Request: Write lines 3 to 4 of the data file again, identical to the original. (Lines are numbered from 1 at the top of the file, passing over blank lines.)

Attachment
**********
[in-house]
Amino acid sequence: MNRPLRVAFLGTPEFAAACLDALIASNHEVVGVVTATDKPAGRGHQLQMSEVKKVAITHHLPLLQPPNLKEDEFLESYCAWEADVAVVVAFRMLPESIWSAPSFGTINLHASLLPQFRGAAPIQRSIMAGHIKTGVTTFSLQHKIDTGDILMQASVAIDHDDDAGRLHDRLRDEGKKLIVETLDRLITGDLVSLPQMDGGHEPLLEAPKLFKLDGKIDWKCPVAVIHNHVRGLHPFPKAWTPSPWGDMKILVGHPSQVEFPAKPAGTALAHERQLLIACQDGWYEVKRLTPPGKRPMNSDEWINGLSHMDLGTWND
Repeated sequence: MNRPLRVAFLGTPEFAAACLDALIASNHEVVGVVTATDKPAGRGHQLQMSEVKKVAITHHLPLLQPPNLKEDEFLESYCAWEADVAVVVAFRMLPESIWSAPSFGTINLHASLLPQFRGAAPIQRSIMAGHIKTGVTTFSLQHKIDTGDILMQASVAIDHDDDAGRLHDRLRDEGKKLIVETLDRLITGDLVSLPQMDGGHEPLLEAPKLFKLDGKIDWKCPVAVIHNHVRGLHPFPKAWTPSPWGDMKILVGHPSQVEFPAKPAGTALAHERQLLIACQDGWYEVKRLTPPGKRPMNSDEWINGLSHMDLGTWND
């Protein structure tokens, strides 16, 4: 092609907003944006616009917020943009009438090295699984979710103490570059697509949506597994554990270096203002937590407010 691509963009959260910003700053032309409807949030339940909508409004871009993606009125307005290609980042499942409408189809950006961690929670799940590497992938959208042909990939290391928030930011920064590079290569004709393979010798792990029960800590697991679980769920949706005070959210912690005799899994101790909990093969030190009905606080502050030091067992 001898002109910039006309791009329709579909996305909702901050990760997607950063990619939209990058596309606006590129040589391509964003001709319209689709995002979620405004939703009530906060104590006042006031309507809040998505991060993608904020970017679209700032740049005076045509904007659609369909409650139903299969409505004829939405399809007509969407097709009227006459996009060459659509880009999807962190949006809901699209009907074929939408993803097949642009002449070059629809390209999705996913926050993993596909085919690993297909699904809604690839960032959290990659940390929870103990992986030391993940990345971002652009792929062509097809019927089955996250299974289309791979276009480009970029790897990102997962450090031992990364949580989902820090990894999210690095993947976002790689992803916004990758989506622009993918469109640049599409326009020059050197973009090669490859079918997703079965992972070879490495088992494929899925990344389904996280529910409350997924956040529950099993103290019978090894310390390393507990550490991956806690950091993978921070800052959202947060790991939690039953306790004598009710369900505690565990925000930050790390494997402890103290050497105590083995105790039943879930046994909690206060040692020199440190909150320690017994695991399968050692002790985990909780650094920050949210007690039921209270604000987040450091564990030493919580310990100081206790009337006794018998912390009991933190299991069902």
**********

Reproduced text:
Repeated sequence: MNRPLRVAFLGTPEFAAACLDALIASNHEVVGVVTATDKPAGRGHQLQMSEVKKVAITHHLPLLQPPNLKEDEFLESYCAWEADVAVVVAFRMLPESIWSAPSFGTINLHASLLPQFRGAAPIQRSIMAGHIKTGVTTFSLQHKIDTGDILMQASVAIDHDDDAGRLHDRLRDEGKKLIVETLDRLITGDLVSLPQMDGGHEPLLEAPKLFKLDGKIDWKCPVAVIHNHVRGLHPFPKAWTPSPWGDMKILVGHPSQVEFPAKPAGTALAHERQLLIACQDGWYEVKRLTPPGKRPMNSDEWINGLSHMDLGTWND
């Protein structure tokens, strides 16, 4: 092609907003944006616009917020943009009438090295699984979710103490570059697509949506597994554990270096203002937590407010 691509963009959260910003700053032309409807949030339940909508409004871009993606009125307005290609980042499942409408189809950006961690929670799940590497992938959208042909990939290391928030930011920064590079290569004709393979010798792990029960800590697991679980769920949706005070959210912690005799899994101790909990093969030190009905606080502050030091067992 001898002109910039006309791009329709579909996305909702901050990760997607950063990619939209990058596309606006590129040589391509964003001709319209689709995002979620405004939703009530906060104590006042006031309507809040998505991060993608904020970017679209700032740049005076045509904007659609369909409650139903299969409505004829939405399809007509969407097709009227006459996009060459659509880009999807962190949006809901699209009907074929939408993803097949642009002449070059629809390209999705996913926050993993596909085919690993297909699904809604690839960032959290990659940390929870103990992986030391993940990345971002652009792929062509097809019927089955996250299974289309791979276009480009970029790897990102997962450090031992990364949580989902820090990894999210690095993947976002790689992803916004990758989506622009993918469109640049599409326009020059050197973009090669490859079918997703079965992972070879490495088992494929899925990344389904996280529910409350997924956040529950099993103290019978090894310390390393507990550490991956806690950091993978921070800052959202947060790991939690039953306790004598009710369900505690565990925000930050790390494997402890103290050497105590083995105790039943879930046994909690206060040692020199440190909150320690017994695991399968050692002790985990909780650094920050949210007690039921209270604000987040450091564990030493919580310990100081206790009337006794018998912390009991933190299991069902």